Driving Under the Influence of … Marijuana?

Marijuana won’t be legal in Illinois for another six months, but state police are already making preparations. They are researching saliva-based tetrahydrocannabinol (THC) testing; training cadets on Advanced Roadside Impairment Driving Enforcement (ARIDE) and increasing the number of Drug Recognition Experts on patrol; evaluating the official state criminal history repository to identify individuals whose cannabis-related offenses will be eligible under the new law for being automatically expunged.

That’s all according to a memo issued by Illinois State Police on Thursday, just days after Gov. J.B. Pritzker signed a law legalizing the sale and possession of marijuana come January.

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Law enforcement groups like the Illinois Sheriffs’ Association and the state’s Association of Chiefs of Police fought against legalizing marijuana, with the threat of increased traffic accidents and fatalities caused by drivers under the influence of cannabis a primary concern.  

“There are people driving on the road today who have used cannabis,” Pritzker said. “But it is important for us to provide the tools law enforcement will need.”

To that end, 8% of state revenue from marijuana sales will go toward local crime prevention and training efforts.

Illinois State Police will lead a new DUI Cannabis Task Force, charged with making recommendations by next July on public safety policies.

What makes marijuana complicated is that there is no easy test, like a Breathalyzer, that can easily and immediately detect whether someone is impaired by the drug.

Illinois law does provide some guidance on this topic, though.

State statue has some general provisions: Someone shall not drive or control a vehicle under a drug or combination of drugs that renders the person incapable of safely driving.

State law also gets more specific.

In a criminal or civil trial, “it shall be presumed that the person was under the influence of cannabis” if a whole blood test detects a THC concentration of 5 nanograms or more.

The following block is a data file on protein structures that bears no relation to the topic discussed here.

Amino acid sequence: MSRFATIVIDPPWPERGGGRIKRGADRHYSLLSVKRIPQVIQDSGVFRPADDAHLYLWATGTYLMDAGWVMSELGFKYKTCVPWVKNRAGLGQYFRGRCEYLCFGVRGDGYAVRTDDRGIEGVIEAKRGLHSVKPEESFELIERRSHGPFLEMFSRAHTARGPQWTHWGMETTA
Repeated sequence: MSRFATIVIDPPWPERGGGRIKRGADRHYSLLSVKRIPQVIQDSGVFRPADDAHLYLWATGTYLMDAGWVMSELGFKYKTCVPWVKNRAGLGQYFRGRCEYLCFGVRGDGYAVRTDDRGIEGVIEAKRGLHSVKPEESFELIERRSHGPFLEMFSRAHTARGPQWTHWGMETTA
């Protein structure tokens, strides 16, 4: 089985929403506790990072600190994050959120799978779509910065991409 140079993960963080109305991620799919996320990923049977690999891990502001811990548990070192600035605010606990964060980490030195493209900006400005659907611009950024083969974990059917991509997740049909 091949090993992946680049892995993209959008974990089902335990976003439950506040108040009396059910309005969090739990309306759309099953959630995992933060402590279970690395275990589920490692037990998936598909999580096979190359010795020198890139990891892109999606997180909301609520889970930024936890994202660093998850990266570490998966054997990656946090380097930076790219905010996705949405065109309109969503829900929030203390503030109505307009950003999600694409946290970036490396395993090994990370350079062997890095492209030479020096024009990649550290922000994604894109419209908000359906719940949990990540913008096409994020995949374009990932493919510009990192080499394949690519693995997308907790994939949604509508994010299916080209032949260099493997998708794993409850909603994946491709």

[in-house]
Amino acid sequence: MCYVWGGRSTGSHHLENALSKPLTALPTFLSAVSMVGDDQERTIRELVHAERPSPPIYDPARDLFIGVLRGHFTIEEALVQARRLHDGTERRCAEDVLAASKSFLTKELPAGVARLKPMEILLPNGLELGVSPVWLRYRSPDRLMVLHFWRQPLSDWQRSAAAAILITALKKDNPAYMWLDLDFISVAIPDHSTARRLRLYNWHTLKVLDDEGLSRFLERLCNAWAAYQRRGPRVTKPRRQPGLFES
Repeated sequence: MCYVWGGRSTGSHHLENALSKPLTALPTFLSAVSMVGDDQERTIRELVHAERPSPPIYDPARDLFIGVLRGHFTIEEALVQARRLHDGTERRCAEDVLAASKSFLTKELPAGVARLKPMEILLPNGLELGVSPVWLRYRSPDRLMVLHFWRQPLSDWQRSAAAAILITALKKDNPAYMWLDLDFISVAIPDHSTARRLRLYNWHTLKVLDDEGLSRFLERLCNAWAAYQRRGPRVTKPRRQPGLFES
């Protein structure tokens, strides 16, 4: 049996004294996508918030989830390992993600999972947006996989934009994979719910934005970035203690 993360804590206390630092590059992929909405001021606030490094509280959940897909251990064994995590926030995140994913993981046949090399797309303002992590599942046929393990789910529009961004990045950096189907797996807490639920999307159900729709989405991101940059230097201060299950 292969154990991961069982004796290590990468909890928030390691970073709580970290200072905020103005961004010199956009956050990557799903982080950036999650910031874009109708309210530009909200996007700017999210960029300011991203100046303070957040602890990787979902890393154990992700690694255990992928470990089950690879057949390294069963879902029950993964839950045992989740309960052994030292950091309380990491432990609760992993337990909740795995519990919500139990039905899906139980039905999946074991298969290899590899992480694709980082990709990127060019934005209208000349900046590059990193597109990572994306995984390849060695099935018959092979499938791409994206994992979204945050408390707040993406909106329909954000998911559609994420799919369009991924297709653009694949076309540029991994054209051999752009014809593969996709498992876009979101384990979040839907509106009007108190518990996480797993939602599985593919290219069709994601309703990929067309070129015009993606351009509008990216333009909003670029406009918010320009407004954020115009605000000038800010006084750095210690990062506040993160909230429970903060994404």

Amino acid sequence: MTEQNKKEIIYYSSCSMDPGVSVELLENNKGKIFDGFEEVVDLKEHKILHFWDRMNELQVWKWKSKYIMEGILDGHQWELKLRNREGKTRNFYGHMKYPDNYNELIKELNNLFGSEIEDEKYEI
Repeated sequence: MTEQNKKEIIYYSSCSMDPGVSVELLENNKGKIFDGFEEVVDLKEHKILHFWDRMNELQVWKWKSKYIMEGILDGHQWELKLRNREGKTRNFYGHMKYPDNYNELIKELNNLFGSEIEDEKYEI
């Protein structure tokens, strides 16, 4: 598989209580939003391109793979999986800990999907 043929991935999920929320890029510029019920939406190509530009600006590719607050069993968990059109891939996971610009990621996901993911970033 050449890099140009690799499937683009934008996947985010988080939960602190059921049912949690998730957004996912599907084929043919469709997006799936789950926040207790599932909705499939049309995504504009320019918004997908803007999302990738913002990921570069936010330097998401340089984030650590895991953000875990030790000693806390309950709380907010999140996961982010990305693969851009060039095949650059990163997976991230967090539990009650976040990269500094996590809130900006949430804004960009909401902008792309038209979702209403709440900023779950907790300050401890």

For concentrations less than that, a person is presumed not to be under the influence of cannabis, but other evidence could be used to make that case.

“The thing we have to remember is with cannabis legalization, usage doesn’t change very significantly. The same population that’s using now is by and large the same population that’s going to be using after Jan. 1, 2020. So we’re just giving more tools,” sponsor Sen. Heather Steans, D-Chicago, said Tuesday.

Already, state police have a unit overseeing Illinois’ medical marijuana program, which randomly inspects cultivation centers that grow cannabis and the dispensaries that sell it.

Per the state police’s memo Thursday, that unit will from now on also assume regulatory duties for the recreational cannabis program.

“The (Illinois State Police) will develop inspection regulations for the new entities in the program and provide personnel with additional training on physical security in order to provide the proper oversight for the new cannabis entities,” the memo reads. “The ISP will also provide personnel with analytical support for the large expansion of the program, to ensure the safety and welfare of not only the patients and users of the program, but also, the citizens of Illinois and guests traveling to or through Illinois.”

Follow Amanda Vinicky on Twitter: @AmandaVinicky

Related stories:

800,000 Eligible to Clear Their Record in Illinois Legal Pot

Pritzker Signs Bill Legalizing Recreational Marijuana

CPS Taking New Look at Punishments for Marijuana, Substance Abuse

Why Marijuana is a Messy Business for Banks

If Pot is Legalized in Illinois, What Happens to Medical Marijuana?

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